The year 2000 marked a significant political event in Taiwan when the candidates of the Kuomintang (KMT), Taiwan's ruling party for over 50 years, were defeated by the candidates of the leading opposition party, the 14-year-old Democratic Progressive Party (DPP). Taiwan's highest political office, the presidency, went to the DPP's Chen Shui-bian, the country's tenth president. His running mate, Hsiu-lien Annette Lu, became vice president, marking a victory not only for the DPP but also for the women's movement. Vice President Lu is known to have championed gender equality and women's rights since the beginning of her political career.

In the 2000 national elections, there were 3 major issues aside from the economy on which candidates had to make their attitudes clear to win votes. These were mainland policy, national defense, and foreign relations. Mainland policy dictates whether Taiwan should pursue its independence from mainland China or maintain the status quo. Currently, Taiwan upholds the principle of "one China, two political entities." Under the constitution, Taiwan is referred to as the Republic of China and regards itself as the national government of China, while the People's Republic of China is a political entity that controls mainland China. The issue is a cause of political tension not only for the 2 territories but also for other countries. Mainland China continues to use the threat of political and economic sanctions against those countries willing to recognize Taiwan as a separate country. Due to the scale of China's economic resources, its huge population, and its military capability, the threats are not taken lightly.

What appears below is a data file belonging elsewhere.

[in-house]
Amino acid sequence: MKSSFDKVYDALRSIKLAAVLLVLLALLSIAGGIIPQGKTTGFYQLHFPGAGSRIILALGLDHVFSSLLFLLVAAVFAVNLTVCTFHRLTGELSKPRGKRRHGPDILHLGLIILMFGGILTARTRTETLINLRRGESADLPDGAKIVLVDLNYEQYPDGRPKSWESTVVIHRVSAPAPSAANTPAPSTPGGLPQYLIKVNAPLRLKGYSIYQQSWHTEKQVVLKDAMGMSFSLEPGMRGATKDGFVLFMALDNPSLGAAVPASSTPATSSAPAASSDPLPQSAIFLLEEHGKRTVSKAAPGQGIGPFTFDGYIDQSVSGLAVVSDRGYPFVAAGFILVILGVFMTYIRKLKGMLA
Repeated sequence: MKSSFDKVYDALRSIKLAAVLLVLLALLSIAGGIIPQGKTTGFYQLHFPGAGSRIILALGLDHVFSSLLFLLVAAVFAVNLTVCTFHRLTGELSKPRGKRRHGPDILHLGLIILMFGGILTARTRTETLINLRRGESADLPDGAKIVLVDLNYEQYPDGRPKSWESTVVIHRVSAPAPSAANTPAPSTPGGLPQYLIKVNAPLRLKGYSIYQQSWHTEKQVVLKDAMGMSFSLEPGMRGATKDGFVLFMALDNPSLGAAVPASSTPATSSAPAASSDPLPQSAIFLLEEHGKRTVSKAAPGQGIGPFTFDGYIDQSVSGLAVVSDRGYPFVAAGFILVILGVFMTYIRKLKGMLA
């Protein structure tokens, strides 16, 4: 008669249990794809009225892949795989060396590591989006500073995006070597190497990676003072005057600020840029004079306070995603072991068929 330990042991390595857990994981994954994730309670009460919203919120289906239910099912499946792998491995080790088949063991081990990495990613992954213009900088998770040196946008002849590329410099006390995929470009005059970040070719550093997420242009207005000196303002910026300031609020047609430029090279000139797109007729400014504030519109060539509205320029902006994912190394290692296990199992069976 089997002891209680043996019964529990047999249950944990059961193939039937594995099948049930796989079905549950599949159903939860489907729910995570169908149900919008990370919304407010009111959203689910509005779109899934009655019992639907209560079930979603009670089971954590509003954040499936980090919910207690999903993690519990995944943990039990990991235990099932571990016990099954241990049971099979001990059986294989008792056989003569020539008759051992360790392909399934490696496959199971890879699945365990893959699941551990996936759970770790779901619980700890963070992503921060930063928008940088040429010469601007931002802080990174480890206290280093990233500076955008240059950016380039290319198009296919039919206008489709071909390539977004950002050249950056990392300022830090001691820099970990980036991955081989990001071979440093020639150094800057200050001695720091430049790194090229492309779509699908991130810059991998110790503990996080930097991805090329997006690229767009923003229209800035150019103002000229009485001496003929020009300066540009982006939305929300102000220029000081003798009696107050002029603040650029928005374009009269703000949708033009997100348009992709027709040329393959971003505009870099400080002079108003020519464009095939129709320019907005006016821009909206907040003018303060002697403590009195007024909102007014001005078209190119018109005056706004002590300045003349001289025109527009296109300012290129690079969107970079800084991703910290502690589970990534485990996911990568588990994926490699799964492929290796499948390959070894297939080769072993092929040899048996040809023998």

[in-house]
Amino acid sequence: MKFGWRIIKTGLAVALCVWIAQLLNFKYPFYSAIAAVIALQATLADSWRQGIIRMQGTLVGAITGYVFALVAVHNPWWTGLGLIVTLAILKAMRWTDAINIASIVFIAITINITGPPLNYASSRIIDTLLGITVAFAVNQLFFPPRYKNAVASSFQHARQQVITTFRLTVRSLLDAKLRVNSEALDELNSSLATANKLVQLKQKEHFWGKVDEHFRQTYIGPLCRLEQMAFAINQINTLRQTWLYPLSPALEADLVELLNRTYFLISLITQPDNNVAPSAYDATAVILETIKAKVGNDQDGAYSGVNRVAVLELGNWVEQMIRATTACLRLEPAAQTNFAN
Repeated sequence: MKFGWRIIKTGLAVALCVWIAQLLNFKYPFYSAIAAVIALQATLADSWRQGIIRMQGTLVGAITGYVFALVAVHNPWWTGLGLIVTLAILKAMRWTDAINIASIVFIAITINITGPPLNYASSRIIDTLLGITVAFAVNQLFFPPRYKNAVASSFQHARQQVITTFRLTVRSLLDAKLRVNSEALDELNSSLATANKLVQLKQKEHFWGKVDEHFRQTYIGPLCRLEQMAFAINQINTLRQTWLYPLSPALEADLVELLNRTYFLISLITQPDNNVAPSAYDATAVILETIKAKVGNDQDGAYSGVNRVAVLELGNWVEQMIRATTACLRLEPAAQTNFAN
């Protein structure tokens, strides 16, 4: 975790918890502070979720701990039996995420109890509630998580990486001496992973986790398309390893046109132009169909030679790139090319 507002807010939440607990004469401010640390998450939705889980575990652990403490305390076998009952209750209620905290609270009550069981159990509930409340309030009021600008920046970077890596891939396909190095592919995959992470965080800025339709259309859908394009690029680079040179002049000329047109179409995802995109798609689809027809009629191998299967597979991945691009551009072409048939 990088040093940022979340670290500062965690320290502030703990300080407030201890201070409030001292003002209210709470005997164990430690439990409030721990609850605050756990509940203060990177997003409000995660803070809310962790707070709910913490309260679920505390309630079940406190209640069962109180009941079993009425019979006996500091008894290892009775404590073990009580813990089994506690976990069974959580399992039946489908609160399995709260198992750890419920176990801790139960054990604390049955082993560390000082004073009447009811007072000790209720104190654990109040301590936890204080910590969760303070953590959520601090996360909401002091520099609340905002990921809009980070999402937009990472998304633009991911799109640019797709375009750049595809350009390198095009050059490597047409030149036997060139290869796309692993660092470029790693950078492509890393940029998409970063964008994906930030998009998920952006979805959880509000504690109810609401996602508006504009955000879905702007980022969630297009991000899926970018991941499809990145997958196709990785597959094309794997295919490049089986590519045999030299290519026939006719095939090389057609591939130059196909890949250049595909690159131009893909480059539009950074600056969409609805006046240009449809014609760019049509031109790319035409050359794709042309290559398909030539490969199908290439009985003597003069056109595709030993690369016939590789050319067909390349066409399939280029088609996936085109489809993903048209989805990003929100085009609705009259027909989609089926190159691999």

The KMT, or Nationalist Party, has the longest running political record in Taiwan. Founded by Dr. Sun Yatsen in 1894, the KMT celebrated its one hundredth anniversary on 24 November 1994. The party is of major significance in Taiwan's history, and was involved in the war against Japanese invaders, struggles against communist rebellion, implementation of the constitution, and the economic development of the island. The KMT enjoys wide support, with a membership of approximately 2.1 million. At the lowest level, members are organized into cells. Moving upwards, there are district, county, and provincial congresses and committees. The highest level includes the National Congress and the Central Committee. With its historic defeat in 2000, KMT's leadership began an evaluation of the party platform, direction, and standing, compared with the other political parties.